Recession Lowers Europe's CO2 Emissions

Greenhouse gases in the European Union have fallen again for the fourth year in a row.

According to figures released on Monday by the European Environment Agency, the EU's own ecological bureau, emissions from the 15 EU member states that signed up to the Kyoto Protocol fell by 1.3 percent in 2008, compared with 2007.

The drop takes emissions down 6.2 percent below 1990 levels—the baseline year. As parties to the protocol, the EU-15 are committed to reducing emissions by eight percent on the baseline level by 2012.

For the whole of the EU, emissions dropped 1.5 percent in 2008, bringing the level to 13.6 percent lower than in 1990.

"These provisional figures are a further confirmation that the EU is well on track to reach its Kyoto target, even if one should recognise that part of the reduction in emissions is due to the economic slowdown," said EU environment commissioner Stavros Dimas upon the release of the data. "This trend needs to be further consolidated in the coming years."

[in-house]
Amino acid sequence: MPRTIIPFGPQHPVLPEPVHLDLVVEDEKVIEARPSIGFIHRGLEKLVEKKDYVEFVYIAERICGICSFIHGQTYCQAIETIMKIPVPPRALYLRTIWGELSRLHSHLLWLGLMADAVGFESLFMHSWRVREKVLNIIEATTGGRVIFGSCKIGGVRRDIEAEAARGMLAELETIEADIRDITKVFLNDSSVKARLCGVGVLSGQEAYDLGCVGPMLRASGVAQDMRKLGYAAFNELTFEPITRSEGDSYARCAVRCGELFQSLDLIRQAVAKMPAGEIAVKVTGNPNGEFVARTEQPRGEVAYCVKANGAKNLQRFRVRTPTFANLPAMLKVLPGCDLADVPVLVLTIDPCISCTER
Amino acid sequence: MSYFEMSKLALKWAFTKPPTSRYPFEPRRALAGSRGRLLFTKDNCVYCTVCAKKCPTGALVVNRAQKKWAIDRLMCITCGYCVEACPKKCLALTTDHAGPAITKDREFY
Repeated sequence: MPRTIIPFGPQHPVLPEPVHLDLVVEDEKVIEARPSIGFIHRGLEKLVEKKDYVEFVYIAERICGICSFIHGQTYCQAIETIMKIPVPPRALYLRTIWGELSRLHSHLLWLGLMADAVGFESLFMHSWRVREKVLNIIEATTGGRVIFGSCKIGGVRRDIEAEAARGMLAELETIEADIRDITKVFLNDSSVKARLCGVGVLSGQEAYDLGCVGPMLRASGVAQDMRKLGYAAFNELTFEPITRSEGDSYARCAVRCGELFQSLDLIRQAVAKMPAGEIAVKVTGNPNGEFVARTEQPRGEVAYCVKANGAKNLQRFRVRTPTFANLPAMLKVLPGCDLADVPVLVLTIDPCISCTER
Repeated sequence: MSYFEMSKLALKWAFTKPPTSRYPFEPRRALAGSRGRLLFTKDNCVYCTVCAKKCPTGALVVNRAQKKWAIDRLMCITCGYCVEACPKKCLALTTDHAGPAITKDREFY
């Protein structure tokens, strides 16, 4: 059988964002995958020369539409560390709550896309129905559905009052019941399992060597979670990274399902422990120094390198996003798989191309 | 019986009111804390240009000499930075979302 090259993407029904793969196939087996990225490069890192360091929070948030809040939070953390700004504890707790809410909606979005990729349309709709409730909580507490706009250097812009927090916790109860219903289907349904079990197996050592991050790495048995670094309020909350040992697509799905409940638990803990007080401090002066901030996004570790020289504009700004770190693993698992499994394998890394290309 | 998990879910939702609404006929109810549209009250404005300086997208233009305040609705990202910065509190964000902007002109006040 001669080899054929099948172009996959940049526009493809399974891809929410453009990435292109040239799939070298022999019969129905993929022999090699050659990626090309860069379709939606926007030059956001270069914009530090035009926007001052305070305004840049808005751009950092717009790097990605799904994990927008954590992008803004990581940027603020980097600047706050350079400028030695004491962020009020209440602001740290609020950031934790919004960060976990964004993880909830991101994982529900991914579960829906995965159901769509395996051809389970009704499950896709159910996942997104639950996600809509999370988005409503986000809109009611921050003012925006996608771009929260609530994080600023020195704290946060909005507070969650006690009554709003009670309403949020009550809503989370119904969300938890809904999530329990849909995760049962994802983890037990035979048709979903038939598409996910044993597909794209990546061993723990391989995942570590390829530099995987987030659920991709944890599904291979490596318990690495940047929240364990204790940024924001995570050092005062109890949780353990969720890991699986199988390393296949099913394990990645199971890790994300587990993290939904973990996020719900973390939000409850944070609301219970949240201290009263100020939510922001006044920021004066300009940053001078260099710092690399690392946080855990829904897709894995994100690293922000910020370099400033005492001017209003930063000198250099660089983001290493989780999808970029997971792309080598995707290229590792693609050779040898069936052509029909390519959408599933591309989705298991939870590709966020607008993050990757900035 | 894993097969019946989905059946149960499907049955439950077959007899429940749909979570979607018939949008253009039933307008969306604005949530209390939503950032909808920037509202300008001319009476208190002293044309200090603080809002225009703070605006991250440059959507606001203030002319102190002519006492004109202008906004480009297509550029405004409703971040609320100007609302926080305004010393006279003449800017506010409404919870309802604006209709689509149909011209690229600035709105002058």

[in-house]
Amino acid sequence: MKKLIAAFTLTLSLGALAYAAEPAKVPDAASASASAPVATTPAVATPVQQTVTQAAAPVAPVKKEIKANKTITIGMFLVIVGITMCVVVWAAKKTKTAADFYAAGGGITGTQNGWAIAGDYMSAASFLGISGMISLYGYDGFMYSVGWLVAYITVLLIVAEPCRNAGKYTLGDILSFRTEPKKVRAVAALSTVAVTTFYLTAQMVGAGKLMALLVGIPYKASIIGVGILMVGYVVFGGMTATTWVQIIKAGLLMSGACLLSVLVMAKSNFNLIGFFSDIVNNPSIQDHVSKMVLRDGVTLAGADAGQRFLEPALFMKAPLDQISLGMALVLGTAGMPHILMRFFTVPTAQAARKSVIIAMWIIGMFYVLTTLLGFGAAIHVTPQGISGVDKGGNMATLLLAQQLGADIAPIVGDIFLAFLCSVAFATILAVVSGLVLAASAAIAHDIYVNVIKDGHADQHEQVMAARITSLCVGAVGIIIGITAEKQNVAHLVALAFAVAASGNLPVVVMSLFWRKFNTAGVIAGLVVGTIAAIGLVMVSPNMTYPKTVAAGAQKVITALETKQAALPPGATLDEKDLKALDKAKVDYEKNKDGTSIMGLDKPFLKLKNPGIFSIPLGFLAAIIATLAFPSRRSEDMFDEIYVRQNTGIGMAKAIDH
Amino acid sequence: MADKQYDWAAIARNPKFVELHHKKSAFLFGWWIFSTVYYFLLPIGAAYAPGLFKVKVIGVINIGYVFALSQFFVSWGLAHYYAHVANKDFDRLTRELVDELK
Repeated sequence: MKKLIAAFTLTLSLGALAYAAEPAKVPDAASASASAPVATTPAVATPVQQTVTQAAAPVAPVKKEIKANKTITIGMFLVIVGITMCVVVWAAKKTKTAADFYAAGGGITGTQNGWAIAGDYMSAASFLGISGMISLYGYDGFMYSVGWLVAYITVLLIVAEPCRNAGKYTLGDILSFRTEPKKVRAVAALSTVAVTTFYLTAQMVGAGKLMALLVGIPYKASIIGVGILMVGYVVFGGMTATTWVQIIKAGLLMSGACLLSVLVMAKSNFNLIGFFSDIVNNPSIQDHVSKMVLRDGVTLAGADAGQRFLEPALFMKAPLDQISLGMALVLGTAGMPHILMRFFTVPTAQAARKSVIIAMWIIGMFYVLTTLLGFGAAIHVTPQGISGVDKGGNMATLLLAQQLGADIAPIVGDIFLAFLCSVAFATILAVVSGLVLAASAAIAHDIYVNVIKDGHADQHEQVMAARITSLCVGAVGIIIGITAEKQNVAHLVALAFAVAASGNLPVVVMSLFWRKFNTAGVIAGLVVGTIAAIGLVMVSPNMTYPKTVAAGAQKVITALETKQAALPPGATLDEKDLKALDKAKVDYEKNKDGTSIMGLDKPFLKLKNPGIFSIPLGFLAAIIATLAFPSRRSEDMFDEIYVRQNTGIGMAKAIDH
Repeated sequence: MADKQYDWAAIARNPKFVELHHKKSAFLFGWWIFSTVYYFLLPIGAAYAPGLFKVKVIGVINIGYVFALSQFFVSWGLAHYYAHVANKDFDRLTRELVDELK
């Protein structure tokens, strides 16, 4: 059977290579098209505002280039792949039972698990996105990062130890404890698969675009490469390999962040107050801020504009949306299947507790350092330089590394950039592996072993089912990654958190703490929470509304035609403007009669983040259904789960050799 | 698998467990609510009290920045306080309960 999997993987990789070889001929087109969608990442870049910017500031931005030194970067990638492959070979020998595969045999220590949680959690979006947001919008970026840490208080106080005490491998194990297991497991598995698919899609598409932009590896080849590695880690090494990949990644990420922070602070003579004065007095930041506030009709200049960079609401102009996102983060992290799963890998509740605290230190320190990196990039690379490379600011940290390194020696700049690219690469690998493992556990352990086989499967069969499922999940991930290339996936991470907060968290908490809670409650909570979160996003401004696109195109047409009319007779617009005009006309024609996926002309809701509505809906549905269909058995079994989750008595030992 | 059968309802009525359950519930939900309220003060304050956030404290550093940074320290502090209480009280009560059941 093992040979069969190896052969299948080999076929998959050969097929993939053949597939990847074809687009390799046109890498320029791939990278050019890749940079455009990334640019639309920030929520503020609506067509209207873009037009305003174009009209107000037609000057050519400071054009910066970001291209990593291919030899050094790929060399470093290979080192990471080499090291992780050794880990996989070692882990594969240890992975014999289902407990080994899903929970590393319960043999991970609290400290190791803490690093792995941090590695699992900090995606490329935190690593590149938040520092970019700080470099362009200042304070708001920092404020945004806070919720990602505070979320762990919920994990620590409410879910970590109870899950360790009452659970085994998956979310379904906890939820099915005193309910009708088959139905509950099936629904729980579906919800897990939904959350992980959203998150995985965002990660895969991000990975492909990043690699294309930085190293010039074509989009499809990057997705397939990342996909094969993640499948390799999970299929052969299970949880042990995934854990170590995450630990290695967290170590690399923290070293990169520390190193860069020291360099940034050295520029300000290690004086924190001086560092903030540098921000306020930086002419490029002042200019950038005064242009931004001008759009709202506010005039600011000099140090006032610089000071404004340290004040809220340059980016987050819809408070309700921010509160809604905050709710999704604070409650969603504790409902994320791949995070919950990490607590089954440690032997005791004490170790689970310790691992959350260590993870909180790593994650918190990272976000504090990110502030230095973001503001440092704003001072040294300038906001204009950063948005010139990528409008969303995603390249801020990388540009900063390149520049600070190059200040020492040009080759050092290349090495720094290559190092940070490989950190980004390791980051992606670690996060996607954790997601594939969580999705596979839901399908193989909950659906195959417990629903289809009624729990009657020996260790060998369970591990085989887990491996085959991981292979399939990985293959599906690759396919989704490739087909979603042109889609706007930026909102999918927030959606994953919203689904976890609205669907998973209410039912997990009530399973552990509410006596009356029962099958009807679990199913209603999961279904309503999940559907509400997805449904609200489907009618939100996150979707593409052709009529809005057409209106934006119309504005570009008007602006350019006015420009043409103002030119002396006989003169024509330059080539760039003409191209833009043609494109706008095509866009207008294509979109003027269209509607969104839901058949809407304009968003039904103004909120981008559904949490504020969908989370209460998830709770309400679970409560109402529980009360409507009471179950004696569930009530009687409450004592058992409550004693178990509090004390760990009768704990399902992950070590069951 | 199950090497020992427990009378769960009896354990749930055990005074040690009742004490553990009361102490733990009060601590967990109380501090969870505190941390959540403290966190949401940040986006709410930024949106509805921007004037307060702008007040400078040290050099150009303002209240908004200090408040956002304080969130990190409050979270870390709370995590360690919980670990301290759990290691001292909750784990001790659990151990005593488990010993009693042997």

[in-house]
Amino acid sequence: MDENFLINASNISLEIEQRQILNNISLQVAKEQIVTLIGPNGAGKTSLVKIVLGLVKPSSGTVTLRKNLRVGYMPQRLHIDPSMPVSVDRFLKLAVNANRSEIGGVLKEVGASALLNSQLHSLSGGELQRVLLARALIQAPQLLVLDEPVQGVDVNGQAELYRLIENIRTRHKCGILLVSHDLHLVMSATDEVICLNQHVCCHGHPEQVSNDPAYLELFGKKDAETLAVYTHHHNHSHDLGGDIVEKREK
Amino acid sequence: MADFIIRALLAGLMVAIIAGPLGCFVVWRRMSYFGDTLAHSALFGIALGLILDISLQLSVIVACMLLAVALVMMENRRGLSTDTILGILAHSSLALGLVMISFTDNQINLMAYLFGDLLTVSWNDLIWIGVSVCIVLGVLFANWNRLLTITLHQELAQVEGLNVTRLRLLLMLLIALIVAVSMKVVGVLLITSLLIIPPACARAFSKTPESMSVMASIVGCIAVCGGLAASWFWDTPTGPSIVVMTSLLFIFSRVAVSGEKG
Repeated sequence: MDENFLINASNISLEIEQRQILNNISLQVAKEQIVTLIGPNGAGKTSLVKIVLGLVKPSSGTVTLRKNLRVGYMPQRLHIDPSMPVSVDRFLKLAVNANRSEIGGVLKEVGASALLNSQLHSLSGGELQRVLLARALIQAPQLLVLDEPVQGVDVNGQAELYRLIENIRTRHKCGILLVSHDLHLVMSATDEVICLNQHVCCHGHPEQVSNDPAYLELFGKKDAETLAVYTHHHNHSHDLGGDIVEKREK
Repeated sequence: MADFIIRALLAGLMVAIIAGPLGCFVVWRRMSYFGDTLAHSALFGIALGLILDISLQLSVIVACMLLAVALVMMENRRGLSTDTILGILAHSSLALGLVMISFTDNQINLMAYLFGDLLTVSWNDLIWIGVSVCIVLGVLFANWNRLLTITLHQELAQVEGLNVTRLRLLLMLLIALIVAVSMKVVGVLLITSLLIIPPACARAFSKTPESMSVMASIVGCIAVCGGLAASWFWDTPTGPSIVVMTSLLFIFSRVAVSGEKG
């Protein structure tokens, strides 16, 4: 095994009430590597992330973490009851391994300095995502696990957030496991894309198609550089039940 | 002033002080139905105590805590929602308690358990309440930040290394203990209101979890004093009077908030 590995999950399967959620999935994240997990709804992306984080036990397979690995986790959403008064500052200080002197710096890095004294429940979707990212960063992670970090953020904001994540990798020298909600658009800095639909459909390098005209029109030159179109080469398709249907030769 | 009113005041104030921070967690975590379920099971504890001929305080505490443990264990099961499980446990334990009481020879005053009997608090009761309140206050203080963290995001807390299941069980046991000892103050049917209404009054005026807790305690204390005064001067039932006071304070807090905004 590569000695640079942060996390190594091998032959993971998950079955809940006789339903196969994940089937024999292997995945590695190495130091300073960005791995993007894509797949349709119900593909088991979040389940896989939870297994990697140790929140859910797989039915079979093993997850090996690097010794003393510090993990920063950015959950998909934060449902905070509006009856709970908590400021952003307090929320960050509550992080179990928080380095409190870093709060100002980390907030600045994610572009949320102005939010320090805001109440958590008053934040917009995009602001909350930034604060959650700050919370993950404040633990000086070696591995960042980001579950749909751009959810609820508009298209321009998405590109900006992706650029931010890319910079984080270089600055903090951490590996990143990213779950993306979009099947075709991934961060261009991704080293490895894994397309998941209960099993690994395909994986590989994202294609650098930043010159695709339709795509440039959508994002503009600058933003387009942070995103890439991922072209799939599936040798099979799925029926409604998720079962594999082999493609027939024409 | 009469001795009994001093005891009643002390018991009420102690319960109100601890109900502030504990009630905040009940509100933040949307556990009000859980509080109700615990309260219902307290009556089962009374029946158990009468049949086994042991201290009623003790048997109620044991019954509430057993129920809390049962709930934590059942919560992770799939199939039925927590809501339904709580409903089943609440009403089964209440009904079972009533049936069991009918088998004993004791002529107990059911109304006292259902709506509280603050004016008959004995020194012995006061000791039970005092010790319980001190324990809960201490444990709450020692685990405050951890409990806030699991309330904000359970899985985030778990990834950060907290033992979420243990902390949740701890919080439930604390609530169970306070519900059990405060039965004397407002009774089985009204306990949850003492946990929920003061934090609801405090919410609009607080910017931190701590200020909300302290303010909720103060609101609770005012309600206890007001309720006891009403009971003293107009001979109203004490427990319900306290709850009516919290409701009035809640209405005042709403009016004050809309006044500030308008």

The commissioner used the occasion to encourage EU member states to rapidly implement the bloc's climate and energy package, passed last year.

Green campaigners welcomed the reduction, but warned that this has been largely a result of external factors, rather than a product of efforts on the part of EU actors.

"There has been a clear trend of decreasing emissions, but we've seen increasing temperatures year after year, which means that households are heating their homes less," Greenpeace Europe's Joris den Blanken told EUobserver. "Then of course there is the economic downturn, so this is to be expected."

"There have been energy efficiency gains, but these have largely been achieved, again, by households, with industry and transport doing very little," he added.

"So the result is actually that the EU is more or less on target, linearly, to achieving its reduction targets, but from sitting back and doing not very much at all. Only by kicking up its ambitions to at least 30 percent reductions on 1990 levels by 2020 would they begin to be doing more than business as usual."

The organisation also pointed out that while emissions overall are indeed decreasing, for the transport sector in Europe, emissions are still rapidly increasing.